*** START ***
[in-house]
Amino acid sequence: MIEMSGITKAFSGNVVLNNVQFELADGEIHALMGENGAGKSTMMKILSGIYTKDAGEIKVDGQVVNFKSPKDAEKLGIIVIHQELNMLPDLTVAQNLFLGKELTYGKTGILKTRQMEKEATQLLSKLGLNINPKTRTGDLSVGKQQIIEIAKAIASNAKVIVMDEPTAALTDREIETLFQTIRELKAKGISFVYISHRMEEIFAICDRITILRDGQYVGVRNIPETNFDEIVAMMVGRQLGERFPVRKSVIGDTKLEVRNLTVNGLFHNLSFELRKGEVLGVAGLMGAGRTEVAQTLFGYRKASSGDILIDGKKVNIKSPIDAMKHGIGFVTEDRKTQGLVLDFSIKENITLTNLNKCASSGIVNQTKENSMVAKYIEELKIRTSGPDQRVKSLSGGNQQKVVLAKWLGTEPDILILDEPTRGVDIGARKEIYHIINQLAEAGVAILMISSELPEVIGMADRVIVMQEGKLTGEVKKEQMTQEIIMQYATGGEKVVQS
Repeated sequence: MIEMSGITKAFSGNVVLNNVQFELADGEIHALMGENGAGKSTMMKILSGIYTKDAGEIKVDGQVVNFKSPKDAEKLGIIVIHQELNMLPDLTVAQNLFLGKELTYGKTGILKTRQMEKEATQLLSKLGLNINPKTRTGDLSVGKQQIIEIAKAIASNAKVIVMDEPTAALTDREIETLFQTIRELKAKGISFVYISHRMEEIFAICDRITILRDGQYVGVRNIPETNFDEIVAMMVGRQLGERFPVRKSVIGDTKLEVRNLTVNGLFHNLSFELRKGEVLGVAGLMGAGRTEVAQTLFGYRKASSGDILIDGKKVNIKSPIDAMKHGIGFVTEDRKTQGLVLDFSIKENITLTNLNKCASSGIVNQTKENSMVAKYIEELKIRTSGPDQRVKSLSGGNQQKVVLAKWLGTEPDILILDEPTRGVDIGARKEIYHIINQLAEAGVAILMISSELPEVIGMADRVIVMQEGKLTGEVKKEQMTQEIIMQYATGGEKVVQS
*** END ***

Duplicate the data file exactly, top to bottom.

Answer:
[in-house]
Amino acid sequence: MIEMSGITKAFSGNVVLNNVQFELADGEIHALMGENGAGKSTMMKILSGIYTKDAGEIKVDGQVVNFKSPKDAEKLGIIVIHQELNMLPDLTVAQNLFLGKELTYGKTGILKTRQMEKEATQLLSKLGLNINPKTRTGDLSVGKQQIIEIAKAIASNAKVIVMDEPTAALTDREIETLFQTIRELKAKGISFVYISHRMEEIFAICDRITILRDGQYVGVRNIPETNFDEIVAMMVGRQLGERFPVRKSVIGDTKLEVRNLTVNGLFHNLSFELRKGEVLGVAGLMGAGRTEVAQTLFGYRKASSGDILIDGKKVNIKSPIDAMKHGIGFVTEDRKTQGLVLDFSIKENITLTNLNKCASSGIVNQTKENSMVAKYIEELKIRTSGPDQRVKSLSGGNQQKVVLAKWLGTEPDILILDEPTRGVDIGARKEIYHIINQLAEAGVAILMISSELPEVIGMADRVIVMQEGKLTGEVKKEQMTQEIIMQYATGGEKVVQS
Repeated sequence: MIEMSGITKAFSGNVVLNNVQFELADGEIHALMGENGAGKSTMMKILSGIYTKDAGEIKVDGQVVNFKSPKDAEKLGIIVIHQELNMLPDLTVAQNLFLGKELTYGKTGILKTRQMEKEATQLLSKLGLNINPKTRTGDLSVGKQQIIEIAKAIASNAKVIVMDEPTAALTDREIETLFQTIRELKAKGISFVYISHRMEEIFAICDRITILRDGQYVGVRNIPETNFDEIVAMMVGRQLGERFPVRKSVIGDTKLEVRNLTVNGLFHNLSFELRKGEVLGVAGLMGAGRTEVAQTLFGYRKASSGDILIDGKKVNIKSPIDAMKHGIGFVTEDRKTQGLVLDFSIKENITLTNLNKCASSGIVNQTKENSMVAKYIEELKIRTSGPDQRVKSLSGGNQQKVVLAKWLGTEPDILILDEPTRGVDIGARKEIYHIINQLAEAGVAILMISSELPEVIGMADRVIVMQEGKLTGEVKKEQMTQEIIMQYATGGEKVVQS